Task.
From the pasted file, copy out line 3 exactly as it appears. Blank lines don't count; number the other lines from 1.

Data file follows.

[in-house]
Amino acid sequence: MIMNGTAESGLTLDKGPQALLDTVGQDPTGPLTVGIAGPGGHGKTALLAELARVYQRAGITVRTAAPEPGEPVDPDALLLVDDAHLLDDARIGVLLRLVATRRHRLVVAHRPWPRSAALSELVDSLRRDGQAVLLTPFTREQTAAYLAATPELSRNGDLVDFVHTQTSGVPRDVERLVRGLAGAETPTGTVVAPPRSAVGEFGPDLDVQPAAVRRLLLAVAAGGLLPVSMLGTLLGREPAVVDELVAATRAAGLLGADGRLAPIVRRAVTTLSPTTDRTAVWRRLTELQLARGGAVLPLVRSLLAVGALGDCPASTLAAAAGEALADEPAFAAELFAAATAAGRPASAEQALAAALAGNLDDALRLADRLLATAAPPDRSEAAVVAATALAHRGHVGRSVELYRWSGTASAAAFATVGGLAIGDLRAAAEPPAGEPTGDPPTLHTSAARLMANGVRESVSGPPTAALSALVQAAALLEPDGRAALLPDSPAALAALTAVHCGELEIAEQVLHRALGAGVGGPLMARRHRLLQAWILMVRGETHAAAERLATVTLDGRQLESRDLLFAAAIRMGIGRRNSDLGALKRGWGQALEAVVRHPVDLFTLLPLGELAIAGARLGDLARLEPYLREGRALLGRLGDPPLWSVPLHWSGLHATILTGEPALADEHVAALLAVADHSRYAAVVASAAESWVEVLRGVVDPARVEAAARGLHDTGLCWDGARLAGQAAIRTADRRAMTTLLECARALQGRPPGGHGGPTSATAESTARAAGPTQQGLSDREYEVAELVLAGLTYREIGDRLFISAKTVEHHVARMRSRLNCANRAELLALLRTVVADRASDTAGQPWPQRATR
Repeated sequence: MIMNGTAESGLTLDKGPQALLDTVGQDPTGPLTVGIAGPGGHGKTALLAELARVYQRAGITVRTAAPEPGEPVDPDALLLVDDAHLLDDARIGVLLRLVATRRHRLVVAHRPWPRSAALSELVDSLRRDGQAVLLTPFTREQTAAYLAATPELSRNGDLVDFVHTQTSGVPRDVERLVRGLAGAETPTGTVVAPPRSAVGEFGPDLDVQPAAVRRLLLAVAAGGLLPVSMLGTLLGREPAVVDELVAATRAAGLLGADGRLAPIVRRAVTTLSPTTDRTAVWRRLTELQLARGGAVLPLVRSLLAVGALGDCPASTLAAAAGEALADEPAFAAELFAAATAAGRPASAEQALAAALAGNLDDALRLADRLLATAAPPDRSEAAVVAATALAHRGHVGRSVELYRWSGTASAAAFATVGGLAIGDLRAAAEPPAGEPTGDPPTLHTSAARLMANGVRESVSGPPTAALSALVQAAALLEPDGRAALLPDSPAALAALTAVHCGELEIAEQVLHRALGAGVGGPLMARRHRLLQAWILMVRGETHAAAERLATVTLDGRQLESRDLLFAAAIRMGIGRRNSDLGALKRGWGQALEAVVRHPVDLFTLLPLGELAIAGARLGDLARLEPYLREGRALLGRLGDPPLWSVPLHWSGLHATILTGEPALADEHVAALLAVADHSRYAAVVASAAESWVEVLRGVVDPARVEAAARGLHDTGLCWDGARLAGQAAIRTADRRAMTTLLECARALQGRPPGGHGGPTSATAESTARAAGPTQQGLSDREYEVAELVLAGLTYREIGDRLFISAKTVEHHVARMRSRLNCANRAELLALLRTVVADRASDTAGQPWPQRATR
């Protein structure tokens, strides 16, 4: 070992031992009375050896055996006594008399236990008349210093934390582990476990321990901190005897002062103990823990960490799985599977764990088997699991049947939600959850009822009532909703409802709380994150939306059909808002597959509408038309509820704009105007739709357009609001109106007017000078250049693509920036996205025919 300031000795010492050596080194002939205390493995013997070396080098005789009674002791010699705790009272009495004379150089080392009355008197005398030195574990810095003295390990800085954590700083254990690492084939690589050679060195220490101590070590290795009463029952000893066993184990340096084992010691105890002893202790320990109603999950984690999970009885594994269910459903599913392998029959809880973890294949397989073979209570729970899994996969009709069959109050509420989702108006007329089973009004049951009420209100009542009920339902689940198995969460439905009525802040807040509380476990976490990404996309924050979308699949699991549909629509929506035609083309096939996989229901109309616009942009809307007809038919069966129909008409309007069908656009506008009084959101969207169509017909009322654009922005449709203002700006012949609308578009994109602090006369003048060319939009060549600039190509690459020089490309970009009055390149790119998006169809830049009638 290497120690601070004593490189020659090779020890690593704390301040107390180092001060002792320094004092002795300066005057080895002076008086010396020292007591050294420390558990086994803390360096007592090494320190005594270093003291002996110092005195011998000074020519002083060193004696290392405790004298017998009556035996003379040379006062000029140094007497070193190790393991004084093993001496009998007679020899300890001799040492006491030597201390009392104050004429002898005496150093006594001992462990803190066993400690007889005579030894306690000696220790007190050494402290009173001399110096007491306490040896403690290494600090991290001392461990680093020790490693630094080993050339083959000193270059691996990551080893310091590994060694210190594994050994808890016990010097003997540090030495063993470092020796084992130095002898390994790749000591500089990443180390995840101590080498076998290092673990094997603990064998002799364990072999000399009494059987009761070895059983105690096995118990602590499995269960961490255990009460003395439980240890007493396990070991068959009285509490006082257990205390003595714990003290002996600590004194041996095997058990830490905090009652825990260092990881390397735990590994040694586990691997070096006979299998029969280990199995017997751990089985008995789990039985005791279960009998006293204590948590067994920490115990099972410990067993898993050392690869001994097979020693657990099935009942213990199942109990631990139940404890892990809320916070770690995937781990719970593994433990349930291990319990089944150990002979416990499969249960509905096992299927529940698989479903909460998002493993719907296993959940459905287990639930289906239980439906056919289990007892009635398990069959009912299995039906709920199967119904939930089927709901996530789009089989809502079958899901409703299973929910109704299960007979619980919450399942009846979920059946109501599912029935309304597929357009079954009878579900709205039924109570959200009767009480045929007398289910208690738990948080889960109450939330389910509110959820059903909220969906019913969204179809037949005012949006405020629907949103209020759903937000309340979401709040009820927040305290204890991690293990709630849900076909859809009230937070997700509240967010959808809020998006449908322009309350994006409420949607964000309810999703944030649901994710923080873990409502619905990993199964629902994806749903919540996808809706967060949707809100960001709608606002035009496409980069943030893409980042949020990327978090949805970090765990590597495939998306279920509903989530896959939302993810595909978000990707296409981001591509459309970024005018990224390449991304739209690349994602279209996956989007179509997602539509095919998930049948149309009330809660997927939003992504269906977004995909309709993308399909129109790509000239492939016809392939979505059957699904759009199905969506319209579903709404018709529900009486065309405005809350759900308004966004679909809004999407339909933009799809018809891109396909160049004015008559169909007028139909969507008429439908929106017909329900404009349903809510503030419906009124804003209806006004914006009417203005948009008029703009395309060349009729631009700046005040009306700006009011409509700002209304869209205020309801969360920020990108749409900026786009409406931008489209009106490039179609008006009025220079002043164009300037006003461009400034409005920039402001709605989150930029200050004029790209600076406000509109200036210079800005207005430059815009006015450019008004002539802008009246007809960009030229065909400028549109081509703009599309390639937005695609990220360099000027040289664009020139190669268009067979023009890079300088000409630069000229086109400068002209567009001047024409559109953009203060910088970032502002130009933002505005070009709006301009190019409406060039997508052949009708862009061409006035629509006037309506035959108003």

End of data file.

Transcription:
Repeated sequence: MIMNGTAESGLTLDKGPQALLDTVGQDPTGPLTVGIAGPGGHGKTALLAELARVYQRAGITVRTAAPEPGEPVDPDALLLVDDAHLLDDARIGVLLRLVATRRHRLVVAHRPWPRSAALSELVDSLRRDGQAVLLTPFTREQTAAYLAATPELSRNGDLVDFVHTQTSGVPRDVERLVRGLAGAETPTGTVVAPPRSAVGEFGPDLDVQPAAVRRLLLAVAAGGLLPVSMLGTLLGREPAVVDELVAATRAAGLLGADGRLAPIVRRAVTTLSPTTDRTAVWRRLTELQLARGGAVLPLVRSLLAVGALGDCPASTLAAAAGEALADEPAFAAELFAAATAAGRPASAEQALAAALAGNLDDALRLADRLLATAAPPDRSEAAVVAATALAHRGHVGRSVELYRWSGTASAAAFATVGGLAIGDLRAAAEPPAGEPTGDPPTLHTSAARLMANGVRESVSGPPTAALSALVQAAALLEPDGRAALLPDSPAALAALTAVHCGELEIAEQVLHRALGAGVGGPLMARRHRLLQAWILMVRGETHAAAERLATVTLDGRQLESRDLLFAAAIRMGIGRRNSDLGALKRGWGQALEAVVRHPVDLFTLLPLGELAIAGARLGDLARLEPYLREGRALLGRLGDPPLWSVPLHWSGLHATILTGEPALADEHVAALLAVADHSRYAAVVASAAESWVEVLRGVVDPARVEAAARGLHDTGLCWDGARLAGQAAIRTADRRAMTTLLECARALQGRPPGGHGGPTSATAESTARAAGPTQQGLSDREYEVAELVLAGLTYREIGDRLFISAKTVEHHVARMRSRLNCANRAELLALLRTVVADRASDTAGQPWPQRATR